The Secret to Saving the Planet? Women and Girls.
“I want my daughter to have possibilities.”
Deraso Lmothi, BOMA business group participant, and her daughter
Hamdo, in Korr, Kenya. Photo: @DavidduChemin
What do contraception, reproductive health, and educating girls and women in developing countries have to do with climate change? According to Drawdown, the compelling latest book from environmentalist, journalist and activist Paul Hawken: plenty. The book is a compendium of research from geologists, engineers, agronomists, researchers, fellows, writers, climatologists, biologists, botanists, economists, financial analysts, architects, companies, agencies, NGOs, activists, and other experts (drawdown.org) who have identified specific, tactical courses of action and behavior changes using existing technologies and resources that we as a global community can undertake immediately to help draw down—reverse—climate change.
Many of the solutions seem self-evident: managing the release of refrigerants like Freon into the atmosphere; increasing our reliance on wind power; driving electric cars; providing clean-burning cook stoves to families in developing countries; re-building coastal wetlands and marshes; mitigating run-off and reducing the impact of industrial agriculture.
But you might be surprised to learn that the #6 solution for reversing global warming is Educating Girls. And #7 is Family Planning. In countries where women’s access to information and options about birth control and maternal choice are limited, the consequences of these two solutions extend far beyond a woman’s immediate environment. There is the savings achieved in maternal healthcare: $1 spent on contraception saves $2.30 in expenses related to unwanted pregnancies, sexually transmitted diseases, and maternal mortality. There is the increase in productivity from mothers who are not continuously confined by child birth and child care. There are the benefits to children who receive more of their mother’s attention and resources, resulting in improved cognitive function. And there is the decrease in the carbon footprint, which is significantly impacted by a growing population.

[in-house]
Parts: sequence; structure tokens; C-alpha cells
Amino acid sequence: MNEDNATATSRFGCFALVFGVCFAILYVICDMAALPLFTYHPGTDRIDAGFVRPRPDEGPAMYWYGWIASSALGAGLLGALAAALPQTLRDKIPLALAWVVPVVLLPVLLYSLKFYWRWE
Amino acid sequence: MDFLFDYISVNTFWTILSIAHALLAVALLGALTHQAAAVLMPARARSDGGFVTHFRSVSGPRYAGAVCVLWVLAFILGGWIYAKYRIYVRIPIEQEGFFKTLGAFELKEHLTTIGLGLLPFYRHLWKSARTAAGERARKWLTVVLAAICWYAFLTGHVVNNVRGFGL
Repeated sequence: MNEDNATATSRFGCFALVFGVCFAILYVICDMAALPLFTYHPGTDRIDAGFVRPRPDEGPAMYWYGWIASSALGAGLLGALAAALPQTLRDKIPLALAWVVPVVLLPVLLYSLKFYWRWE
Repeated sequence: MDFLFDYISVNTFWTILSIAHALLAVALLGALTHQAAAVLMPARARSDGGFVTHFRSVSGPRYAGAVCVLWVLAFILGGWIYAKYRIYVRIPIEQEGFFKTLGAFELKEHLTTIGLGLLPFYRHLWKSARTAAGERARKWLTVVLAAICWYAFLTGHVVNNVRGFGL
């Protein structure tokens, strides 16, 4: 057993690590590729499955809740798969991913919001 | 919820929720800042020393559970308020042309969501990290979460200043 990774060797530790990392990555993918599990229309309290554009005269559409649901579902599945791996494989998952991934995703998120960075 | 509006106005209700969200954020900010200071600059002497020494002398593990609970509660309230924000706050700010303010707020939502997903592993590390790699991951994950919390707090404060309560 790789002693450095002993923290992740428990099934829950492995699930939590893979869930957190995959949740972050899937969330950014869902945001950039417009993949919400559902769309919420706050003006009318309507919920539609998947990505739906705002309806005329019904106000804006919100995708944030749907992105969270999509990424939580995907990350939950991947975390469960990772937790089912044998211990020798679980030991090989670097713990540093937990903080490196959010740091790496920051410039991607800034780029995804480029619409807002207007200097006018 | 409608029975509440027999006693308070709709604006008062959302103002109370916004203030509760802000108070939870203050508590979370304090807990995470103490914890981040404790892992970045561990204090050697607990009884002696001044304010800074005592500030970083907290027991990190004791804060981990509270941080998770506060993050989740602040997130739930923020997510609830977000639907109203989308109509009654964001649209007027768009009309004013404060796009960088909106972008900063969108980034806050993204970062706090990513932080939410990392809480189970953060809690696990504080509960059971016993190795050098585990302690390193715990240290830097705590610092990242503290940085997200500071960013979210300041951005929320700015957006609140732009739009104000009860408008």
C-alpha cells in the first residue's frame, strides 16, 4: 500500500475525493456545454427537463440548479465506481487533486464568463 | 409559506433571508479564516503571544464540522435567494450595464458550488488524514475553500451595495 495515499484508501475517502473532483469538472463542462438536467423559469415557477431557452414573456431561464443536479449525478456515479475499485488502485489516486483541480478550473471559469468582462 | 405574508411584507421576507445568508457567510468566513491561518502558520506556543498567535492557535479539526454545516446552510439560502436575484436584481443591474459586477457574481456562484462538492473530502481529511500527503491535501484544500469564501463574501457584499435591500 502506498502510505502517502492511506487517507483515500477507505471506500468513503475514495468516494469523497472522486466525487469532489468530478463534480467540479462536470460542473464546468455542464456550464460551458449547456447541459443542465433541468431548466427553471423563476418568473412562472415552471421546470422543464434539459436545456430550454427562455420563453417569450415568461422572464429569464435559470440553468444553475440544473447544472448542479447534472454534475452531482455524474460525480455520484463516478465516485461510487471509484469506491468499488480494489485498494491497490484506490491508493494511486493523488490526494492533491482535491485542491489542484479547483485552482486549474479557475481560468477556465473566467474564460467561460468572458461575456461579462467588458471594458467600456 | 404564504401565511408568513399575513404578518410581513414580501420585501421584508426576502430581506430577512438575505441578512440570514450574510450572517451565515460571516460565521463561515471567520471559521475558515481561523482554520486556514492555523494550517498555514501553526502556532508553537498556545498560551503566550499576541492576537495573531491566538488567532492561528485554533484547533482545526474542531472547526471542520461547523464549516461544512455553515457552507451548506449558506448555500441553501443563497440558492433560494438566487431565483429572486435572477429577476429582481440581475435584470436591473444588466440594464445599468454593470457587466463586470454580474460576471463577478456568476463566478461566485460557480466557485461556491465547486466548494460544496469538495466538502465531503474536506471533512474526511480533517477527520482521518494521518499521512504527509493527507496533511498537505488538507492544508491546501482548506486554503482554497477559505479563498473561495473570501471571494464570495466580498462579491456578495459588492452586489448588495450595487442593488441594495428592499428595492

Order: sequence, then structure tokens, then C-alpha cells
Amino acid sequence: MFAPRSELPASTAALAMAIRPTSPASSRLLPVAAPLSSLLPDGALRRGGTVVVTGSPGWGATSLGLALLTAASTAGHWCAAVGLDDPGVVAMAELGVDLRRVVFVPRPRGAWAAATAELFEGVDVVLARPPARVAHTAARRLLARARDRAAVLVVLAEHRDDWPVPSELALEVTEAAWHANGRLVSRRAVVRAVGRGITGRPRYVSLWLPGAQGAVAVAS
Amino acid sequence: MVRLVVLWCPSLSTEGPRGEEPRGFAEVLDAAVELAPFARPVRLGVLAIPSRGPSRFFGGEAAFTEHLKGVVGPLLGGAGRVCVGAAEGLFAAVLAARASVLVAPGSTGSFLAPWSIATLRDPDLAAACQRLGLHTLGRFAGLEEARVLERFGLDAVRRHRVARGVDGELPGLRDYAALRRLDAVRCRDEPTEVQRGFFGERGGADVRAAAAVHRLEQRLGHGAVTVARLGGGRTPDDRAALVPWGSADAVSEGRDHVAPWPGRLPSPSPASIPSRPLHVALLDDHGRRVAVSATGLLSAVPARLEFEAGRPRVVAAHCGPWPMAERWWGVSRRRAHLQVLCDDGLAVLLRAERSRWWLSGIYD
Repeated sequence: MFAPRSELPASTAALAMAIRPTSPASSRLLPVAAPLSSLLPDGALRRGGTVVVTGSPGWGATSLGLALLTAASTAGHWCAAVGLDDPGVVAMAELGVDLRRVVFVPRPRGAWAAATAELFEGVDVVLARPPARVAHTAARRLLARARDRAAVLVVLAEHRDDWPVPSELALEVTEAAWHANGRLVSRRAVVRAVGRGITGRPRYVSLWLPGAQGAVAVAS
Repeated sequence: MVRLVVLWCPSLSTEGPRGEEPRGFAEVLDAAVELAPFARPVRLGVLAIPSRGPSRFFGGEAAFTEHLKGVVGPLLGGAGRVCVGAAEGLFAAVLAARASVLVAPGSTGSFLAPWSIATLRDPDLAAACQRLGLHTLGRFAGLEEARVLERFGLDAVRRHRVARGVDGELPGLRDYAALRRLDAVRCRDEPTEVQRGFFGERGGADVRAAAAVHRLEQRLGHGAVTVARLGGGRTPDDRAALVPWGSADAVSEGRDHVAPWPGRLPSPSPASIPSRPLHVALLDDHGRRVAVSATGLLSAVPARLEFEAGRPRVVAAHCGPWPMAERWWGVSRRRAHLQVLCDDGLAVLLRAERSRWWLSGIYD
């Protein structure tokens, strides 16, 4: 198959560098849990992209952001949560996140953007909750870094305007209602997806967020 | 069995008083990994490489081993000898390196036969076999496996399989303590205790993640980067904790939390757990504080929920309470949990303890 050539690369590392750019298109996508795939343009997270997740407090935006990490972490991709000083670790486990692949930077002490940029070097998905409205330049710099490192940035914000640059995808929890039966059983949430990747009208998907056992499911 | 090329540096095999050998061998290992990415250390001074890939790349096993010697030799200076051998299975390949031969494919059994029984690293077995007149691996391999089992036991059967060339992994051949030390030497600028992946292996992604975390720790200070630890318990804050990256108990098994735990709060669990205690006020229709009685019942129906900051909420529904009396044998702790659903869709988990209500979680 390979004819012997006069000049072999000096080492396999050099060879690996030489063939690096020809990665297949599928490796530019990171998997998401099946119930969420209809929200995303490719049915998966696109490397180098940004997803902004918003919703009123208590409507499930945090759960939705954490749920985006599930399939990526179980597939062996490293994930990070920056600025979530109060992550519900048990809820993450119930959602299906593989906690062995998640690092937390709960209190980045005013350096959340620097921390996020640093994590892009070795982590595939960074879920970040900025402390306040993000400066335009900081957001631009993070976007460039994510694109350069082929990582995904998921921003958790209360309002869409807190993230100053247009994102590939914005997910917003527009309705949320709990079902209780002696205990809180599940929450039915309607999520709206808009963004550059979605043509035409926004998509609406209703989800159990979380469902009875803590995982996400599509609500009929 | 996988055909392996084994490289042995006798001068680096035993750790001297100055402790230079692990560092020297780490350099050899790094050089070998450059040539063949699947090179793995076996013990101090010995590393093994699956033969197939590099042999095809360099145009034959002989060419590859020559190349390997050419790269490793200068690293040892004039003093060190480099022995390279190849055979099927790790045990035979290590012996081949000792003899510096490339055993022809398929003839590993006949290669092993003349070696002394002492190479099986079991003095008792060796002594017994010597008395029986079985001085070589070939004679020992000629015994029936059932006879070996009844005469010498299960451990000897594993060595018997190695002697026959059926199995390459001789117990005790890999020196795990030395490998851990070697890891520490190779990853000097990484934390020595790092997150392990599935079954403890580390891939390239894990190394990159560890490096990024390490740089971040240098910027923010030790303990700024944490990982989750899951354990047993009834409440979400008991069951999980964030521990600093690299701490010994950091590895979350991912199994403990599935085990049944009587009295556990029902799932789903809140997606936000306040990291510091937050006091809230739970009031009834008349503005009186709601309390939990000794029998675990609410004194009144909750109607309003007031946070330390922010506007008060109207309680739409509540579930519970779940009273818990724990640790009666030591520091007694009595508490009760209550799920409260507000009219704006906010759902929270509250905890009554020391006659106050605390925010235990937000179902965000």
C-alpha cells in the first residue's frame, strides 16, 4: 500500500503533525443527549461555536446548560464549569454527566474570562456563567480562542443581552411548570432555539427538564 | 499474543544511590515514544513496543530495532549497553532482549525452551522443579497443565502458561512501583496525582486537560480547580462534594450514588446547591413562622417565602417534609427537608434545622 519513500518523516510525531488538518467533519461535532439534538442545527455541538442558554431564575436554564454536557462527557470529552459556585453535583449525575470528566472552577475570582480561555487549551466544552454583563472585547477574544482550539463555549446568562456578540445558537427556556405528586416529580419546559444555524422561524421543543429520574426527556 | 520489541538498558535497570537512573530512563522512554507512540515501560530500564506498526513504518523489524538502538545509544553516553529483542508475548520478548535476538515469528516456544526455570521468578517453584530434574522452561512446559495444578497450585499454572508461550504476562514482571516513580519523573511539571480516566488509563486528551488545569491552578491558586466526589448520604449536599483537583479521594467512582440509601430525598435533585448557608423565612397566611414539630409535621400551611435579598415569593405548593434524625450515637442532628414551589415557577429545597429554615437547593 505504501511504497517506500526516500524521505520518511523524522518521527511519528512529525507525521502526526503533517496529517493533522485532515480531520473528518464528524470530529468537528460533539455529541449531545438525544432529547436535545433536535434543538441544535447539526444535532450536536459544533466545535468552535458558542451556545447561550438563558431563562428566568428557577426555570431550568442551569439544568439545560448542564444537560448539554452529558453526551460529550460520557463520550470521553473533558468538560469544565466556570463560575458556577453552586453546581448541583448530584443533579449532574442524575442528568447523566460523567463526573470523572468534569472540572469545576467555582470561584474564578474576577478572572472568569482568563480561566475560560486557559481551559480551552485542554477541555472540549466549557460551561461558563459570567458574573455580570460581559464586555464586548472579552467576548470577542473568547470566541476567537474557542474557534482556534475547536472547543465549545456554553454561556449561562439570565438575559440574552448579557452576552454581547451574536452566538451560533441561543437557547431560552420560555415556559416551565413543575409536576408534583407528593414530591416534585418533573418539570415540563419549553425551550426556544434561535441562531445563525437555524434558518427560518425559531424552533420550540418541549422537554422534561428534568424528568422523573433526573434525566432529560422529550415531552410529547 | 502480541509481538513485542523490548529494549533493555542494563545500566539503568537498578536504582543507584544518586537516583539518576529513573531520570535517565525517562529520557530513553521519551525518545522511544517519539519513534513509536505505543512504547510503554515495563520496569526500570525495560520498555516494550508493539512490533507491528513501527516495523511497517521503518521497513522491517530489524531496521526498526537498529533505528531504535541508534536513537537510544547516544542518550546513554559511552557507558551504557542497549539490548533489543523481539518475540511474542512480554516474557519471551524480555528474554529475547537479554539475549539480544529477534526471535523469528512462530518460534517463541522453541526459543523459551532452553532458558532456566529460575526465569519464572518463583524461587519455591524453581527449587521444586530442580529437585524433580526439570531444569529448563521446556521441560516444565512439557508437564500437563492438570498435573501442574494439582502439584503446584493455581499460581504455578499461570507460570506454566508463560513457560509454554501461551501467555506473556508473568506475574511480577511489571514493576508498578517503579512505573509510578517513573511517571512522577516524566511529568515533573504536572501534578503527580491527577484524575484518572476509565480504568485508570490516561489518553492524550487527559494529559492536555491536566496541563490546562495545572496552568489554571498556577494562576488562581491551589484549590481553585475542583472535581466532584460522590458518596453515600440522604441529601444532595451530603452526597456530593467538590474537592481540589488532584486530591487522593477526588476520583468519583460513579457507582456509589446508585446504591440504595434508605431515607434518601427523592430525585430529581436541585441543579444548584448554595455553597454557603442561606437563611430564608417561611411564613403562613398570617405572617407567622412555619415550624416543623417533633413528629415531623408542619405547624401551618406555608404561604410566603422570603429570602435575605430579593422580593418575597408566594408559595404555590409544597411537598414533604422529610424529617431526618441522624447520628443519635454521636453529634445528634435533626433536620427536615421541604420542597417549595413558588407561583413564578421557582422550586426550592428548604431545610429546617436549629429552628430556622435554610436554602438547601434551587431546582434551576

As the Gates Foundation also notes, family planning and access to contraception is essential to global health and development. It’s not just about empowering women, it’s about generating long-term benefits to families, communities and countries.
At The BOMA Project, we implement a gender-focused poverty graduation program in East Africa that operates at the nexus of four of the UN Sustainable Development Goals: eradicating poverty, ending hunger, achieving gender equality and addressing climate change. The inter-connectedness of these four goals is not always noted. But the deadly vortex of poverty, little to no education and a limit on reproductive rights in the face of climate pressure, creates a cycle that feeds upon itself. Seen in this light, by helping women and girls become resilient and self-sufficient, receive an education, and achieve agency over their bodies and their futures, gives women powerful tools in the quest to turn the ravages of climate change.
BOMA’s program helps women start businesses, grow savings accounts, pay school fees and other expenses, and achieve greater autonomy and control in their own lives, including over their reproductive choices. When women can decide when or if to have children, they can invest more into building the resources they need to feed their families and send their children to school. When girls have access to education, they learn about their choices regarding reproductive options, healthcare and contraception, resulting in children being born into resilient, healthy families, with smaller carbon footprints. Investing in programs that promote and support women’s and girls’ education, reproductive health and agency is not just good for them individually, it’s good for the whole planet.